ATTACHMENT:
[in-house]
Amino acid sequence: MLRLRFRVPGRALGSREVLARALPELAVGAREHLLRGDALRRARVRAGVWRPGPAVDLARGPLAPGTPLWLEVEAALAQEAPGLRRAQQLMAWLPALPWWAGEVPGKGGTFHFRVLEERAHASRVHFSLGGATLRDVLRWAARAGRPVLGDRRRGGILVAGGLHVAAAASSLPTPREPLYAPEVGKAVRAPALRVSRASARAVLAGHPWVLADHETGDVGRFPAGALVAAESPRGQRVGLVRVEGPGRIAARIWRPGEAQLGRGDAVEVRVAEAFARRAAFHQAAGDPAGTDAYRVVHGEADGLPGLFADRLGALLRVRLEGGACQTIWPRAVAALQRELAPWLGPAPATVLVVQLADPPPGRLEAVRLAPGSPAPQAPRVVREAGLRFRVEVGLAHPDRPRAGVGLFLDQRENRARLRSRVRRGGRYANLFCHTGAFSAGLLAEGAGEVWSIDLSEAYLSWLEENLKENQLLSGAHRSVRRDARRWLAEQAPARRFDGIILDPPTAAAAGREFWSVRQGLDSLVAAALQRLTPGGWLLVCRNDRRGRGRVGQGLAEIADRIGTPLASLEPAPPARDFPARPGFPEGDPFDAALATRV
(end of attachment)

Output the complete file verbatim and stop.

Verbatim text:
[in-house]
Amino acid sequence: MLRLRFRVPGRALGSREVLARALPELAVGAREHLLRGDALRRARVRAGVWRPGPAVDLARGPLAPGTPLWLEVEAALAQEAPGLRRAQQLMAWLPALPWWAGEVPGKGGTFHFRVLEERAHASRVHFSLGGATLRDVLRWAARAGRPVLGDRRRGGILVAGGLHVAAAASSLPTPREPLYAPEVGKAVRAPALRVSRASARAVLAGHPWVLADHETGDVGRFPAGALVAAESPRGQRVGLVRVEGPGRIAARIWRPGEAQLGRGDAVEVRVAEAFARRAAFHQAAGDPAGTDAYRVVHGEADGLPGLFADRLGALLRVRLEGGACQTIWPRAVAALQRELAPWLGPAPATVLVVQLADPPPGRLEAVRLAPGSPAPQAPRVVREAGLRFRVEVGLAHPDRPRAGVGLFLDQRENRARLRSRVRRGGRYANLFCHTGAFSAGLLAEGAGEVWSIDLSEAYLSWLEENLKENQLLSGAHRSVRRDARRWLAEQAPARRFDGIILDPPTAAAAGREFWSVRQGLDSLVAAALQRLTPGGWLLVCRNDRRGRGRVGQGLAEIADRIGTPLASLEPAPPARDFPARPGFPEGDPFDAALATRV